Your Halloween Netflix Horror Guide 2016

Following Andrew Carroll’s analysis of Kill List is Paddy O’Leary, who this Halloween will guide you through some of the best Horror films on Netflix.

Halloween is upon us once again and I am here to ease those Netflix Horror woes. There’s so much choice, but is there anything good? Well yes, yes there is. There is a whole lot of bad too so get stuck into the list below of my 10 picks and find yourself something to put that Netflix and Chill down your spine this All Hallows’ Eve.

Note: So, trailers kinda suck, they give too much away, but you kinda have to put them in. Watch at your own risk.

Recent Critical Successes:

Netflix boasts some recent critically acclaimed thrill rides that are most definitely worth checking out. Now, I’m not going to contest where the genre thriller ends and a horror begins but these choice picks will certainly leave you feeling unsettled.

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The Gift (2015) Dir. Joel Edgerton

Well didn’t Mr. Edgerton surprise everyone. Already well known for his acting capabilities (Warrior, Zero Dark Thirty, Black Mass), The Gift is Edgerton’s directorial debut as well as writing, co-producing and starring in the feature. The Gift sees a married couple played by Jason Bateman (Arrested Development), in a rare non-comedic role, and Rebecca Hall (Vicky Christina Barcelona) as they try to settle into a new home. All is going swimmingly well until they bump into Gordo (Edgerton), an old acquaintance of Simon (Bateman). Gordo’s incessant pop-ins and gifts start to make the couple feel a little uneasy and try to call things off. Let’s just say that this doesn’t go down too well. With a Rotten Tomatoes rating of 93% and critical acclaim across the board, The Gift might just satisfy the uneasiness you were looking for.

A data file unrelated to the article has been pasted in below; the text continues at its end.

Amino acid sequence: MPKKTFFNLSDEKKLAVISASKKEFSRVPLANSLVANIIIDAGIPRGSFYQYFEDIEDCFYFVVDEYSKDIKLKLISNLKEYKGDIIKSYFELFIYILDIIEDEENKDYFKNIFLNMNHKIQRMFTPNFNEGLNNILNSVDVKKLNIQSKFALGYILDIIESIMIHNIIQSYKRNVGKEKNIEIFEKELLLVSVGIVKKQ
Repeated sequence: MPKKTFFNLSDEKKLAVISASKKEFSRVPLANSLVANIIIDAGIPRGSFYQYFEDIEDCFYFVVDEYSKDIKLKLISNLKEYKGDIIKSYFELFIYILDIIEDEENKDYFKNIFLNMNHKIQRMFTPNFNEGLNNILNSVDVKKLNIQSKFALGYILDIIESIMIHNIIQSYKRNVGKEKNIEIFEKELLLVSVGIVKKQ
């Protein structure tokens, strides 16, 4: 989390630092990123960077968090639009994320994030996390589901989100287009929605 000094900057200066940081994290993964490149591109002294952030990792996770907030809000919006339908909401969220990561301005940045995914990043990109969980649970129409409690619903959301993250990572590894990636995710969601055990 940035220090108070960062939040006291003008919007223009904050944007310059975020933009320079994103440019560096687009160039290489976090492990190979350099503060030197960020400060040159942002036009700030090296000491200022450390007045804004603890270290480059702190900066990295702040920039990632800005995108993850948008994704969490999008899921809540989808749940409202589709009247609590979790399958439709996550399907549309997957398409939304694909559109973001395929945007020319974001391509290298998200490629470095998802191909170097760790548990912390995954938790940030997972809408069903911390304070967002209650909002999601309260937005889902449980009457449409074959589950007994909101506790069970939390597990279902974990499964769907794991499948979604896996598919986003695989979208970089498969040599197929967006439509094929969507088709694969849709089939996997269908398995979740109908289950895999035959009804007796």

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Hush (2016) Dir. Mike Flanagan

If you thought that The Gift’s 93% RT rating was pretty impressive, Hush boasts a clean 100% on the review aggregator after 13 reviews. The movie has been labelled “a modern slasher movie classic that’s not to be missed” and even Stephen King tweeted about it earlier this year writing ”Up there with Halloween and, even more, Wait Until Dark. White knuckle time.”

Hush portrays the horrifying and psychological torment of a masked killer’s attack on a cottage-bound young deaf and dumb writer. Proper Halloween viewing for you right here. Due to the lack of dialogue an almost audible silence just hangs over you for the entirety of this movie. Sometimes less is more and Flanagan nails this. 

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The Invitation (2015) Dir. Karyn Kusama

If it’s dread and paranoia you’re after this Halloween look no further than Karyn Kusama’s The Invitation. Far removed from Kusama’s past works, Jennifer’s Body and Æon Flux, The Invitation has garnered critical acclaim for its atmospheric, edge-of-your-seat tension and unsettling nature.

Invited around for a lavish dinner party by his ex-wife and her new husband, two years after the accidental death of their son, Will (played by Tom Hardy lookalike Logan Marshall-Green) soon begins to suspect that there may be ulterior motives at play. Chock full of suspicion, suspense, mis-direction and more, The Invitation is a thriller that will last with you long after dessert is served. (Because, you see it’s a dinner-party…dessert…yeah, I went there)